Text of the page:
If we think of open education as a geographical space, then we can see that creative commons licensed content is safe and friendly for reuse, whereas other areas are distinctly “here be dragons”. Visualise the Pax Romana as a space in which certain actions and business could trade and the borders as spaces in which educators keen to use OER can safely travel. We create a safe zone via licences so educators can practice as they wish.
Sadly, we aren’t one empire, and the Pax Eductiona isn’t quite as simple. The licences might be roughly the same, but sometimes a Lilliputian egg cutting disagreement could make travel slightly more problematic to the embolden educator. Driving on the left, driving on the right, warning triangles.
As we come to remix and reuse content though, we move past a mere border as licence – what of borders in content. As part of Great Writers we are keen to bring in OER from other organisations which compliment the materials we are producing. We’ve gone to a lot of effort to make the presentation of our content as rich as possible – so, to avoid denigrating OER as some academic aside and “different” from our prime content (OER as an immigration?) we should aim to present the OER with the same quality as we do our own materials.
We’d like to do this, but should we? Why not?
Well, as an example, we have lots of audio files we could reuse. Our site is set up to play audio files from our academics, however if the address of the audio file isn’t available (say embedded like a youtube video and not accessible directly) then we can’t offer the same playback. We’ve put audio OER in the same lists as our own content – so to the site user they aren’t different, but we’ll end up with a slightly different user experience and a slightly different interface for some OERs. So a site user is explicitly going to notice different kinds of content – some content, will sadly, be different.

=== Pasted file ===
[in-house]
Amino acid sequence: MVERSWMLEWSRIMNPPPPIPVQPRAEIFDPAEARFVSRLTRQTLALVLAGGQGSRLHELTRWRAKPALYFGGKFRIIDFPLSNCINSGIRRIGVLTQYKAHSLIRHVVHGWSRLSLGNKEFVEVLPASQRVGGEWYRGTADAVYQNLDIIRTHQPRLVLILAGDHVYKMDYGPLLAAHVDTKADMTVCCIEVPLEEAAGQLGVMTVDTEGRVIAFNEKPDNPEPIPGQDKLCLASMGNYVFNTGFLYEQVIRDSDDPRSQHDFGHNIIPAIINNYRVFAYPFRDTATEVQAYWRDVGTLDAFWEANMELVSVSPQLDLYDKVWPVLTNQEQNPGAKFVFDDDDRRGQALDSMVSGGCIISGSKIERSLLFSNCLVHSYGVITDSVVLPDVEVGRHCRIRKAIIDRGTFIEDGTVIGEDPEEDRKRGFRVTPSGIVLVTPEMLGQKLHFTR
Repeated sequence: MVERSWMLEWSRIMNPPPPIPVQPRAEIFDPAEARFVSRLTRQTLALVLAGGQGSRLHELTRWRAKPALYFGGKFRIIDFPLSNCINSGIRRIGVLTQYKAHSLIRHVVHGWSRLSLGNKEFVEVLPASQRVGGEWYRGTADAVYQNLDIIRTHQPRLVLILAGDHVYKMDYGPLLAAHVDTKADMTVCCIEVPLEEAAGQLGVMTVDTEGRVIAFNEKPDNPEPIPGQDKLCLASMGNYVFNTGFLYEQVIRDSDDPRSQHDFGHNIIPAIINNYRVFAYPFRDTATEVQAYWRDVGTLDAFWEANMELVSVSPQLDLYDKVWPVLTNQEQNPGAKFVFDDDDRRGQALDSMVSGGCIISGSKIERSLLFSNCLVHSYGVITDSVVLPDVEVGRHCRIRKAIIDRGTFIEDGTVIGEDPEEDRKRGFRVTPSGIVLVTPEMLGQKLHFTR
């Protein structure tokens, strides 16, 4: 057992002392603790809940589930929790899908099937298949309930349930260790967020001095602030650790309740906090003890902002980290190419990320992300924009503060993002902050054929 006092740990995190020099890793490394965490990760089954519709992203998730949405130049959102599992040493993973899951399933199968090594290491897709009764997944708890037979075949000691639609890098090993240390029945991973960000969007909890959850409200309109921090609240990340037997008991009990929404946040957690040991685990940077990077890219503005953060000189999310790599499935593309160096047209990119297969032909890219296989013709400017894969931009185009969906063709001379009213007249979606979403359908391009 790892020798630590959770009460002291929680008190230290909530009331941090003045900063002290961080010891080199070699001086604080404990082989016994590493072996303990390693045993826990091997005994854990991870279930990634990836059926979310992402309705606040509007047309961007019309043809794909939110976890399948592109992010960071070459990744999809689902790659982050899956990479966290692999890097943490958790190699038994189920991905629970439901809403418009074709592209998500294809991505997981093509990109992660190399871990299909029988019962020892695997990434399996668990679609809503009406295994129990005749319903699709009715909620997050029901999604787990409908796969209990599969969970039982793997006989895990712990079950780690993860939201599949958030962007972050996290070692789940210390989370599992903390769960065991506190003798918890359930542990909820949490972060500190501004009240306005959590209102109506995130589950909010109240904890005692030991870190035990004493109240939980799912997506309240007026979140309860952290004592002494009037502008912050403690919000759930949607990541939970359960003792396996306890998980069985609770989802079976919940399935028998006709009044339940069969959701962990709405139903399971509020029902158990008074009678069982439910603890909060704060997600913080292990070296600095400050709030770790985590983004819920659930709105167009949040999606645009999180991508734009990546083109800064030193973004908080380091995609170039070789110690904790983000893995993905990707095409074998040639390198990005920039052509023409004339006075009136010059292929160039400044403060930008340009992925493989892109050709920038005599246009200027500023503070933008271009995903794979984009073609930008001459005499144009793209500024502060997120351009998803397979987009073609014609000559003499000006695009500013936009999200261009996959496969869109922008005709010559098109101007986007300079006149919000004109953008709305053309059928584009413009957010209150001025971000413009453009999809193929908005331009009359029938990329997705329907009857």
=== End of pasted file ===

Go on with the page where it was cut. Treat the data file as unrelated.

Now if we can get at the URL, we can display it as we did our content, but what of usage stats and evidence? Does snaffling the URL rob the OER project of evidence of reuse? Probably.
So what if we use an “iframe”, and display their content within “our” site? Do we appear to be claiming ownership of it? Does the interface architecture of the iframe show us as controlling this resource like some protectorate? We’ve now problem giving traffic to another site, but does a link suffice? Does it make the content seem a little drab and disincentivise the reason for clicking on the link in the first place? Is an iframe the better of two evils – you get the traffic, but not quite in the way you expected, but at least you get the traffic?
The CC licence assures that the BY means attribution. So we will always display the CC licence for the content, but is their an OER netiquette as to whether an iframe is better than a link?